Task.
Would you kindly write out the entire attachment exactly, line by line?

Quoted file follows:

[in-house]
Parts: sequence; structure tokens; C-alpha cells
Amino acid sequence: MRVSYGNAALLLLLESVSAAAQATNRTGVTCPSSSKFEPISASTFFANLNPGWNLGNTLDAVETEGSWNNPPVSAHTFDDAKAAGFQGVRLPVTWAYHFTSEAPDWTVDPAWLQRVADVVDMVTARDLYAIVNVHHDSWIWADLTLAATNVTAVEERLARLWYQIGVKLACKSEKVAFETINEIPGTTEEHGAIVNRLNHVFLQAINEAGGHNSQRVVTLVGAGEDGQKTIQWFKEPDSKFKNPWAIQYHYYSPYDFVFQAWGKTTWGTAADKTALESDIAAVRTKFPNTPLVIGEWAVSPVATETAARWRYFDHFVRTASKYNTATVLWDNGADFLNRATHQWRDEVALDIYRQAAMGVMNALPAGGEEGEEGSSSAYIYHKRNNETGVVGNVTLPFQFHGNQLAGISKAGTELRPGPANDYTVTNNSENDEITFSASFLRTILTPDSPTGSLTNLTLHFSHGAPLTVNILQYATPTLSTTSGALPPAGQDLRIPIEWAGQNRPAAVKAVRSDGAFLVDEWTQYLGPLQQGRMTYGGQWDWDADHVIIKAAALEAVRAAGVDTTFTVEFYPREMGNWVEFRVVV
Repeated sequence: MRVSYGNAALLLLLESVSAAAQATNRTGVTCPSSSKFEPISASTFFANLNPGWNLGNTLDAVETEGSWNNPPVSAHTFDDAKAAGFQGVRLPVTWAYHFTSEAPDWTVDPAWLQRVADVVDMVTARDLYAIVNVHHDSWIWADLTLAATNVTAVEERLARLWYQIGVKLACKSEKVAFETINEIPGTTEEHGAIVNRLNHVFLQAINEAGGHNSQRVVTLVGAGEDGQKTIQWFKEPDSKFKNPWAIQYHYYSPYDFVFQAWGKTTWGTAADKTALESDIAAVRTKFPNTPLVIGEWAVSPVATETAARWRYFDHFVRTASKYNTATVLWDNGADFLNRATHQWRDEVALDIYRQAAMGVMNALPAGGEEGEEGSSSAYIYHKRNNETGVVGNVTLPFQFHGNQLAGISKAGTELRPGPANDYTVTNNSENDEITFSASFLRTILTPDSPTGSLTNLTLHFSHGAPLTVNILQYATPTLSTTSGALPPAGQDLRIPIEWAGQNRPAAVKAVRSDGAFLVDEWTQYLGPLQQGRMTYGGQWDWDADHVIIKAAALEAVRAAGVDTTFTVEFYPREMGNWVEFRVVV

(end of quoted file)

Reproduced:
[in-house]
Parts: sequence; structure tokens; C-alpha cells
Amino acid sequence: MRVSYGNAALLLLLESVSAAAQATNRTGVTCPSSSKFEPISASTFFANLNPGWNLGNTLDAVETEGSWNNPPVSAHTFDDAKAAGFQGVRLPVTWAYHFTSEAPDWTVDPAWLQRVADVVDMVTARDLYAIVNVHHDSWIWADLTLAATNVTAVEERLARLWYQIGVKLACKSEKVAFETINEIPGTTEEHGAIVNRLNHVFLQAINEAGGHNSQRVVTLVGAGEDGQKTIQWFKEPDSKFKNPWAIQYHYYSPYDFVFQAWGKTTWGTAADKTALESDIAAVRTKFPNTPLVIGEWAVSPVATETAARWRYFDHFVRTASKYNTATVLWDNGADFLNRATHQWRDEVALDIYRQAAMGVMNALPAGGEEGEEGSSSAYIYHKRNNETGVVGNVTLPFQFHGNQLAGISKAGTELRPGPANDYTVTNNSENDEITFSASFLRTILTPDSPTGSLTNLTLHFSHGAPLTVNILQYATPTLSTTSGALPPAGQDLRIPIEWAGQNRPAAVKAVRSDGAFLVDEWTQYLGPLQQGRMTYGGQWDWDADHVIIKAAALEAVRAAGVDTTFTVEFYPREMGNWVEFRVVV
Repeated sequence: MRVSYGNAALLLLLESVSAAAQATNRTGVTCPSSSKFEPISASTFFANLNPGWNLGNTLDAVETEGSWNNPPVSAHTFDDAKAAGFQGVRLPVTWAYHFTSEAPDWTVDPAWLQRVADVVDMVTARDLYAIVNVHHDSWIWADLTLAATNVTAVEERLARLWYQIGVKLACKSEKVAFETINEIPGTTEEHGAIVNRLNHVFLQAINEAGGHNSQRVVTLVGAGEDGQKTIQWFKEPDSKFKNPWAIQYHYYSPYDFVFQAWGKTTWGTAADKTALESDIAAVRTKFPNTPLVIGEWAVSPVATETAARWRYFDHFVRTASKYNTATVLWDNGADFLNRATHQWRDEVALDIYRQAAMGVMNALPAGGEEGEEGSSSAYIYHKRNNETGVVGNVTLPFQFHGNQLAGISKAGTELRPGPANDYTVTNNSENDEITFSASFLRTILTPDSPTGSLTNLTLHFSHGAPLTVNILQYATPTLSTTSGALPPAGQDLRIPIEWAGQNRPAAVKAVRSDGAFLVDEWTQYLGPLQQGRMTYGGQWDWDADHVIIKAAALEAVRAAGVDTTFTVEFYPREMGNWVEFRVVV